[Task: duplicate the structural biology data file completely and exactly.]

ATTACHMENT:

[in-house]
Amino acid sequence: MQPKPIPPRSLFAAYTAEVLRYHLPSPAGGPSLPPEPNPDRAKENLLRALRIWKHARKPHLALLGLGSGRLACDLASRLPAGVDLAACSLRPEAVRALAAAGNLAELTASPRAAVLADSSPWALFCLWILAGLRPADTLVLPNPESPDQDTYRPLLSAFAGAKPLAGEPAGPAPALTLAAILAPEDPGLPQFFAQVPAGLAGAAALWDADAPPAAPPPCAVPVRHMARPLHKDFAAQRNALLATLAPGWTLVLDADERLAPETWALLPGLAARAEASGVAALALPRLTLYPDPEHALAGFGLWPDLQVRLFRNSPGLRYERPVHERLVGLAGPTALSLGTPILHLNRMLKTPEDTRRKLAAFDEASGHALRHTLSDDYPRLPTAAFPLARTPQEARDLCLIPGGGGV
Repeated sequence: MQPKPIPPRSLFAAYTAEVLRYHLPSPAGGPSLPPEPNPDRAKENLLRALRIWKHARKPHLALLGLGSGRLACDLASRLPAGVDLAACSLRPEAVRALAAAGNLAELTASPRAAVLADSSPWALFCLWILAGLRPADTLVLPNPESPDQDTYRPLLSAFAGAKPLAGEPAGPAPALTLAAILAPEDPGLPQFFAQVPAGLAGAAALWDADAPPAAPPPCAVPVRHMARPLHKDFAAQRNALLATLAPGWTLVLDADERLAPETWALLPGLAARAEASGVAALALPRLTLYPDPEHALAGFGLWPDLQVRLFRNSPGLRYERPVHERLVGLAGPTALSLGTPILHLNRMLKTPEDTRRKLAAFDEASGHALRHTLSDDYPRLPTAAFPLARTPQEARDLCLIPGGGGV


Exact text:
[in-house]
Amino acid sequence: MQPKPIPPRSLFAAYTAEVLRYHLPSPAGGPSLPPEPNPDRAKENLLRALRIWKHARKPHLALLGLGSGRLACDLASRLPAGVDLAACSLRPEAVRALAAAGNLAELTASPRAAVLADSSPWALFCLWILAGLRPADTLVLPNPESPDQDTYRPLLSAFAGAKPLAGEPAGPAPALTLAAILAPEDPGLPQFFAQVPAGLAGAAALWDADAPPAAPPPCAVPVRHMARPLHKDFAAQRNALLATLAPGWTLVLDADERLAPETWALLPGLAARAEASGVAALALPRLTLYPDPEHALAGFGLWPDLQVRLFRNSPGLRYERPVHERLVGLAGPTALSLGTPILHLNRMLKTPEDTRRKLAAFDEASGHALRHTLSDDYPRLPTAAFPLARTPQEARDLCLIPGGGGV
Repeated sequence: MQPKPIPPRSLFAAYTAEVLRYHLPSPAGGPSLPPEPNPDRAKENLLRALRIWKHARKPHLALLGLGSGRLACDLASRLPAGVDLAACSLRPEAVRALAAAGNLAELTASPRAAVLADSSPWALFCLWILAGLRPADTLVLPNPESPDQDTYRPLLSAFAGAKPLAGEPAGPAPALTLAAILAPEDPGLPQFFAQVPAGLAGAAALWDADAPPAAPPPCAVPVRHMARPLHKDFAAQRNALLATLAPGWTLVLDADERLAPETWALLPGLAARAEASGVAALALPRLTLYPDPEHALAGFGLWPDLQVRLFRNSPGLRYERPVHERLVGLAGPTALSLGTPILHLNRMLKTPEDTRRKLAAFDEASGHALRHTLSDDYPRLPTAAFPLARTPQEARDLCLIPGGGGV